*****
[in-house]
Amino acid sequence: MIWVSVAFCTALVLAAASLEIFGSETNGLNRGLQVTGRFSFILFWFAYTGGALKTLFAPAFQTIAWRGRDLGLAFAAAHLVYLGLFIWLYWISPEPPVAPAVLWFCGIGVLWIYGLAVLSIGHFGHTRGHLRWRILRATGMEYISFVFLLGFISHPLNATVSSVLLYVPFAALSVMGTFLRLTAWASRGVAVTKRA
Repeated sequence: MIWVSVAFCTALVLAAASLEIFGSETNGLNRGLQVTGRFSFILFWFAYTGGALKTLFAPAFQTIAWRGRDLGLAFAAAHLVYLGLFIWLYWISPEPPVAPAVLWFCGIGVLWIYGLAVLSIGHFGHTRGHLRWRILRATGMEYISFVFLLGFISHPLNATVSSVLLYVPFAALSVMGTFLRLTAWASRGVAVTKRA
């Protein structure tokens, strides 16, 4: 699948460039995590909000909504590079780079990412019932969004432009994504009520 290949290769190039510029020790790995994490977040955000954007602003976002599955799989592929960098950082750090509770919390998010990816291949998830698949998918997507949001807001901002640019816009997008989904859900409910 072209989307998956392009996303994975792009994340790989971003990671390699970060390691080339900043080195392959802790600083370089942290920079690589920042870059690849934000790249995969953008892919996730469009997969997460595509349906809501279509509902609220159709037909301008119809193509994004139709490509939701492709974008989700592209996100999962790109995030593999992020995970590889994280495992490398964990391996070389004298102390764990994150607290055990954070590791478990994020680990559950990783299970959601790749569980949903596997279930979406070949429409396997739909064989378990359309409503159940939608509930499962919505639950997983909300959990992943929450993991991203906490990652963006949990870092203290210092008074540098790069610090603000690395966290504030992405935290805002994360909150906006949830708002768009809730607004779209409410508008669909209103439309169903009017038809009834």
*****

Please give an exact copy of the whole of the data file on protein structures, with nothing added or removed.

[in-house]
Amino acid sequence: MIWVSVAFCTALVLAAASLEIFGSETNGLNRGLQVTGRFSFILFWFAYTGGALKTLFAPAFQTIAWRGRDLGLAFAAAHLVYLGLFIWLYWISPEPPVAPAVLWFCGIGVLWIYGLAVLSIGHFGHTRGHLRWRILRATGMEYISFVFLLGFISHPLNATVSSVLLYVPFAALSVMGTFLRLTAWASRGVAVTKRA
Repeated sequence: MIWVSVAFCTALVLAAASLEIFGSETNGLNRGLQVTGRFSFILFWFAYTGGALKTLFAPAFQTIAWRGRDLGLAFAAAHLVYLGLFIWLYWISPEPPVAPAVLWFCGIGVLWIYGLAVLSIGHFGHTRGHLRWRILRATGMEYISFVFLLGFISHPLNATVSSVLLYVPFAALSVMGTFLRLTAWASRGVAVTKRA
């Protein structure tokens, strides 16, 4: 699948460039995590909000909504590079780079990412019932969004432009994504009520 290949290769190039510029020790790995994490977040955000954007602003976002599955799989592929960098950082750090509770919390998010990816291949998830698949998918997507949001807001901002640019816009997008989904859900409910 072209989307998956392009996303994975792009994340790989971003990671390699970060390691080339900043080195392959802790600083370089942290920079690589920042870059690849934000790249995969953008892919996730469009997969997460595509349906809501279509509902609220159709037909301008119809193509994004139709490509939701492709974008989700592209996100999962790109995030593999992020995970590889994280495992490398964990391996070389004298102390764990994150607290055990954070590791478990994020680990559950990783299970959601790749569980949903596997279930979406070949429409396997739909064989378990359309409503159940939608509930499962919505639950997983909300959990992943929450993991991203906490990652963006949990870092203290210092008074540098790069610090603000690395966290504030992405935290805002994360909150906006949830708002768009809730607004779209409410508008669909209103439309169903009017038809009834």